Russell Westbrook attended that party, and the two team-mates celebrated long into the night, the two kids from Los Angeles were going to play on the same team.
The 2011-12 season was a massive success for Harden. He was named NBA’s Sixth Man of the Year, and Harden started to look like a real star.
There were stretches during the season where James looked like an All-Star level player, and yet he was still coming off the bench for the Thunder.
The easy comparison was Manu Ginobili, and that is a fairly apt comparison.
Ginobili was not a brilliant athlete, but his ball-handling and unorthodox play-making made him one of the league’s best two guards.
The only aspect of the comparison which does not fit neatly is that Ginobili was willing to sacrifice minutes for the team.
Manu was at the stage of his career where he had enough awareness to realize that team success would define his legacy more than individual success.
In the 2011-12 season, Harden was still on his first contract and had the ambition of running his team.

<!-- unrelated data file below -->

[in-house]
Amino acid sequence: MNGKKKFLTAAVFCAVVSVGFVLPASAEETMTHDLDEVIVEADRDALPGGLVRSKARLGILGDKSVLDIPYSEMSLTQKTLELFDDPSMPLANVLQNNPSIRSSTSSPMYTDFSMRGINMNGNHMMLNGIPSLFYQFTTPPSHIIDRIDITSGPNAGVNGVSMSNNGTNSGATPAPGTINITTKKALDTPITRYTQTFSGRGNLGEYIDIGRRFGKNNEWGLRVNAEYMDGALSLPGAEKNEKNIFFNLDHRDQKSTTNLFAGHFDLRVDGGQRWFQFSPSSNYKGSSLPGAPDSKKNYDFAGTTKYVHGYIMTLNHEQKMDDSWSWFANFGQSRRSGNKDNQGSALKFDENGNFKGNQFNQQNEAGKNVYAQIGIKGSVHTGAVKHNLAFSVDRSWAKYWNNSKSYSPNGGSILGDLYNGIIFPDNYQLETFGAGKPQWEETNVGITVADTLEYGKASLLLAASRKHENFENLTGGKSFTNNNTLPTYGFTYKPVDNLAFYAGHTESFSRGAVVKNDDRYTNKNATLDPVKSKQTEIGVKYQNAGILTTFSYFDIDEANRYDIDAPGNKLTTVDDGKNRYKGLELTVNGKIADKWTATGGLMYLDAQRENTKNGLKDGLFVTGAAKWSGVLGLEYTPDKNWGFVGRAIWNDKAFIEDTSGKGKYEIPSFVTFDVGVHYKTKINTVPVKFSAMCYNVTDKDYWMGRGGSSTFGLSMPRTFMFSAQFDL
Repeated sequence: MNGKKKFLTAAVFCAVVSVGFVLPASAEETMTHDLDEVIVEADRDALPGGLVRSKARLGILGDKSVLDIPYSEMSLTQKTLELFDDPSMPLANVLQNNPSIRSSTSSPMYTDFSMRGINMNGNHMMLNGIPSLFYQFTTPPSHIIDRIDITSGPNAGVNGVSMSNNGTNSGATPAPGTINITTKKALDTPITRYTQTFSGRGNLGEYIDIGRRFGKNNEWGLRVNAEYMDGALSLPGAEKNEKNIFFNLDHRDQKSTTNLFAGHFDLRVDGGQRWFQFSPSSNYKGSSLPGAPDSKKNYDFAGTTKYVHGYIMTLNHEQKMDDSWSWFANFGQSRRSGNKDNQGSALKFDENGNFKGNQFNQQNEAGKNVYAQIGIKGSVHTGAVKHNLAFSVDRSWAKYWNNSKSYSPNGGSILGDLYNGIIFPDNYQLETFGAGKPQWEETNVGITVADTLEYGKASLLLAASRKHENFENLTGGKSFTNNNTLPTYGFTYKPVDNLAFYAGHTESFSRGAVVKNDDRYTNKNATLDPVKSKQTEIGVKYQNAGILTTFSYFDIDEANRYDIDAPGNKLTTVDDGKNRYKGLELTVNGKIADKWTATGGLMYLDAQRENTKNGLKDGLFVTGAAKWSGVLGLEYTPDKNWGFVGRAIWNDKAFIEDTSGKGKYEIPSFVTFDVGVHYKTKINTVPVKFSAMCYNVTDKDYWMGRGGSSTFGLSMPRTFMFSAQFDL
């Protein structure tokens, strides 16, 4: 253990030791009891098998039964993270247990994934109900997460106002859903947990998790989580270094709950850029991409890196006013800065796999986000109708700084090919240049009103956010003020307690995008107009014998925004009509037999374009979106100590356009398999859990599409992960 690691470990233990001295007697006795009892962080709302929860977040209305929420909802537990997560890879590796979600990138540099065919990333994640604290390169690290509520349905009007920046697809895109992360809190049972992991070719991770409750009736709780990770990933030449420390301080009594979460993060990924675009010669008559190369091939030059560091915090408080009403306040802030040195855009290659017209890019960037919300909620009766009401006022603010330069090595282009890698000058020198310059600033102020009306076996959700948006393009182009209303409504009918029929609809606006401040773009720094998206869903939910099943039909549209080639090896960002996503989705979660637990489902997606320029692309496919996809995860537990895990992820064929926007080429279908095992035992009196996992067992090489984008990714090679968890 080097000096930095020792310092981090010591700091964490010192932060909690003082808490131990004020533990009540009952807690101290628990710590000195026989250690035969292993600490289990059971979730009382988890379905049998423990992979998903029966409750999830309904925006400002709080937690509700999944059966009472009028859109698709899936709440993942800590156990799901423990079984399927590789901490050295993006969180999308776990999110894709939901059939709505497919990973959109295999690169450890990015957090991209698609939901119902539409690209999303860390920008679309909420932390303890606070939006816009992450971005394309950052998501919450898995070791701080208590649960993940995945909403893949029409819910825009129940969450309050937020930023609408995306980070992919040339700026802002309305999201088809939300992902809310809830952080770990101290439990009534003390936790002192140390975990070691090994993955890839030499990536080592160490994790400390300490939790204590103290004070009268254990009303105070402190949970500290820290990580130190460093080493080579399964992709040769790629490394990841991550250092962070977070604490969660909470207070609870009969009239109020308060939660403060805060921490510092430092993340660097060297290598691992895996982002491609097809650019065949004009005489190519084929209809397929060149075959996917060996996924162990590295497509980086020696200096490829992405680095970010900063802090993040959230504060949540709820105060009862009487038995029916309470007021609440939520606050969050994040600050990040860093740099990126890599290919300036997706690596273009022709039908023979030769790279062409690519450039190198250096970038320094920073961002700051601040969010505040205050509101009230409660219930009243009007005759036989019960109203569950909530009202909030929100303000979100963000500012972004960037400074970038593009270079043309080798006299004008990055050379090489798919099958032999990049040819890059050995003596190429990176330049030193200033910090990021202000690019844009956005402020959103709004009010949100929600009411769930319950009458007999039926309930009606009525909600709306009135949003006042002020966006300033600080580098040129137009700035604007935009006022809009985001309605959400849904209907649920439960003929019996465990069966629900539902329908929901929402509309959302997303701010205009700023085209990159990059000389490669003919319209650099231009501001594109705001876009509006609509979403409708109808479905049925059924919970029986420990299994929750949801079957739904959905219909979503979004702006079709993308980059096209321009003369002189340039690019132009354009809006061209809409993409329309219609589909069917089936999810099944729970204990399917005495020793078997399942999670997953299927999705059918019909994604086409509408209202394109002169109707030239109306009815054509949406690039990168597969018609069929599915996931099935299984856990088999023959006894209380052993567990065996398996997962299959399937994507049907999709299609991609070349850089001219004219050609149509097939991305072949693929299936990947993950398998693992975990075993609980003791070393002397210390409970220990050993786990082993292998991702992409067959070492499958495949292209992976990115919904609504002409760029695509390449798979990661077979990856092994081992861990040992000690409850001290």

Playing alongside Westbrook and Durant was a fun time for Harden, but the aim of winning as the main star was still a goal for James.
The critical difference between Harden in 2012 and Manu Ginobili during the 2000s is that Ginobili had the life experience to realize that self-sacrifice would equal more championships.
2011-12 was Harden’s most exceptional season in Oklahoma City, but it was the last season, the trade to Houston happened in October, and a future dynasty was broken.
Kevin Durant is the final member of the Big Four, and he is arguably the best player to come through Oklahoma City.